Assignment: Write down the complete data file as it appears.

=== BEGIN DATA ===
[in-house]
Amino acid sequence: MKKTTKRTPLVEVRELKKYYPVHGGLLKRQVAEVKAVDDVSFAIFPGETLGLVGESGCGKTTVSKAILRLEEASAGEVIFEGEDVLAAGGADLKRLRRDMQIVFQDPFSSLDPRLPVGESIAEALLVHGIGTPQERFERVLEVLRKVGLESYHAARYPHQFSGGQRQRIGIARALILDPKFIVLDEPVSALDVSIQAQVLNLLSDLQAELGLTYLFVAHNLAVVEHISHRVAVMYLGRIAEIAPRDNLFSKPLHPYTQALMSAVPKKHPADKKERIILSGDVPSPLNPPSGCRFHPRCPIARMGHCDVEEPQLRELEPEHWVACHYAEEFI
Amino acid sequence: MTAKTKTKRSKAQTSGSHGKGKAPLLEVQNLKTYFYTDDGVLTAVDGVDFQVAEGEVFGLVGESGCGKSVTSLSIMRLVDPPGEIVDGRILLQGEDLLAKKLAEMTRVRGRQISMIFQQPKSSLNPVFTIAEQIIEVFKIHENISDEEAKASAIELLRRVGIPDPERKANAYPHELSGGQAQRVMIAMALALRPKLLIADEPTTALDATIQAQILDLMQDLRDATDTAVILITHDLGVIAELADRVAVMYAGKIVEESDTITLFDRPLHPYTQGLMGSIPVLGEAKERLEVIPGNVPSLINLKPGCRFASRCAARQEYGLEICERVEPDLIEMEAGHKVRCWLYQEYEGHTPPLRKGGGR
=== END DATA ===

[in-house]
Amino acid sequence: MKKTTKRTPLVEVRELKKYYPVHGGLLKRQVAEVKAVDDVSFAIFPGETLGLVGESGCGKTTVSKAILRLEEASAGEVIFEGEDVLAAGGADLKRLRRDMQIVFQDPFSSLDPRLPVGESIAEALLVHGIGTPQERFERVLEVLRKVGLESYHAARYPHQFSGGQRQRIGIARALILDPKFIVLDEPVSALDVSIQAQVLNLLSDLQAELGLTYLFVAHNLAVVEHISHRVAVMYLGRIAEIAPRDNLFSKPLHPYTQALMSAVPKKHPADKKERIILSGDVPSPLNPPSGCRFHPRCPIARMGHCDVEEPQLRELEPEHWVACHYAEEFI
Amino acid sequence: MTAKTKTKRSKAQTSGSHGKGKAPLLEVQNLKTYFYTDDGVLTAVDGVDFQVAEGEVFGLVGESGCGKSVTSLSIMRLVDPPGEIVDGRILLQGEDLLAKKLAEMTRVRGRQISMIFQQPKSSLNPVFTIAEQIIEVFKIHENISDEEAKASAIELLRRVGIPDPERKANAYPHELSGGQAQRVMIAMALALRPKLLIADEPTTALDATIQAQILDLMQDLRDATDTAVILITHDLGVIAELADRVAVMYAGKIVEESDTITLFDRPLHPYTQGLMGSIPVLGEAKERLEVIPGNVPSLINLKPGCRFASRCAARQEYGLEICERVEPDLIEMEAGHKVRCWLYQEYEGHTPPLRKGGGR